Abstract

http://ssrn.com/abstract=6804
 
 

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Covenants and Collateral as Incentives to Monitor


Raghuram G. Rajan


University of Chicago - Booth School of Business; International Monetary Fund (IMF); National Bureau of Economic Research (NBER)

Andrew Winton


University of Minnesota - Twin Cities - Carlson School of Management


JOURNAL OF FINANCE, Vol. 50 No. 4, September 1995

Abstract:     
Although monitoring borrowers is thought to be a major function of financial institutions, the presence of other claimants reduces an institutional lender's incentive to engage in costly monitoring. Thus loan contracts must be structured so as to enhance this incentive. Short-term debt gives the lender the power to force renegotiation or liquidation when the debt matures, but this ability is not contingent on monitoring. By contrast, covenants make the loan's effective maturity, and the ability to collateralize makes the loan's effective priority, contingent on monitoring by the lender. Thus both covenants and collateral can be motivated as contractual devices that increase a lender's incentive to monitor. These results are consistent with a number of stylized facts about the use of covenants and collateral in institutional lending.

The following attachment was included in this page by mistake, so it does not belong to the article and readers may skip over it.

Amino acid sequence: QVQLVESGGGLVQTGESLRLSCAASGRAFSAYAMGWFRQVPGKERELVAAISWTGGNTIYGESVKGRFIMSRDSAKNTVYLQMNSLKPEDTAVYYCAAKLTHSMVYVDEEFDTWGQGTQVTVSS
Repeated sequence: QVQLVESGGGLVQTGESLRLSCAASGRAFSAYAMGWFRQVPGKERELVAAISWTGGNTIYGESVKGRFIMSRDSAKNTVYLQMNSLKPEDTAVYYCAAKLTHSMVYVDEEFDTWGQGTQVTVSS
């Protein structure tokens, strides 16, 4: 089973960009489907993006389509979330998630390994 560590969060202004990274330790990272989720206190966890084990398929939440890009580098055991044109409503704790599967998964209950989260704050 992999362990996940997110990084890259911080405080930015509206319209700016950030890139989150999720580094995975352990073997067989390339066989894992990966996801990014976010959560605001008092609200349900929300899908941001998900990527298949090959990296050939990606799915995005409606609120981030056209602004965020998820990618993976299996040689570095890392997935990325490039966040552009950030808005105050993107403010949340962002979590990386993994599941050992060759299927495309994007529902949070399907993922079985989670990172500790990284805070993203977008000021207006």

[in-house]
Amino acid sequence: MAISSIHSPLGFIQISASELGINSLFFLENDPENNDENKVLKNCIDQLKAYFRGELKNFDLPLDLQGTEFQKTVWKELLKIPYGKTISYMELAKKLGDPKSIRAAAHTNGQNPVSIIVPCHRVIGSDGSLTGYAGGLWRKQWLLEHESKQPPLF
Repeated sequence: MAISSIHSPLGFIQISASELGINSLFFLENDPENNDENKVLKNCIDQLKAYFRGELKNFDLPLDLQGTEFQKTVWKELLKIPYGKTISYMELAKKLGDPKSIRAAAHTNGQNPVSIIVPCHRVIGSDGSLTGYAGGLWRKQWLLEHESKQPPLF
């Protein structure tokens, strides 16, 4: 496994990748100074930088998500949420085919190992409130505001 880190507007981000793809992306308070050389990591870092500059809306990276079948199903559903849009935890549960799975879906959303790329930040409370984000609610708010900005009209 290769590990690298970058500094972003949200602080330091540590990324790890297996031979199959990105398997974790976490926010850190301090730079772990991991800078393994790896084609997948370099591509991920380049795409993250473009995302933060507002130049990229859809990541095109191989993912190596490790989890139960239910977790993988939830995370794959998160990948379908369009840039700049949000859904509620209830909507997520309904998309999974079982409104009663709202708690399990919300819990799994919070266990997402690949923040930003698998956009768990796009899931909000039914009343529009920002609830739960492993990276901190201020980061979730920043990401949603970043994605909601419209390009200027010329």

JEL Classification: G21 and G32

Accepted Paper Series


Not Available For Download

Date posted: October 13, 1995  

Suggested Citation

Rajan, Raghuram G. and Winton, Andrew, Covenants and Collateral as Incentives to Monitor. JOURNAL OF FINANCE, Vol. 50 No. 4, September 1995. Available at SSRN: http://ssrn.com/abstract=6804

Contact Information

Raghuram G. Rajan
University of Chicago - Booth School of Business ( email )
5807 S. Woodlawn Avenue
Chicago, IL 60637
United States
773-702-4437 (Phone)
773-702-0458 (Fax)
International Monetary Fund (IMF) ( email )
700 19th Street NW
Washington, DC 20431
United States
National Bureau of Economic Research (NBER)
1050 Massachusetts Avenue
Cambridge, MA 02138
United States
773-702-9299 (Phone)
773-702-0458 (Fax)
Andrew Winton (Contact Author)
University of Minnesota - Twin Cities - Carlson School of Management ( email )
321 19th Avenue South
Department of Finance
Minneapolis, MN 55455
United States
612-624-0589 (Phone)
612-626-1335 (Fax)
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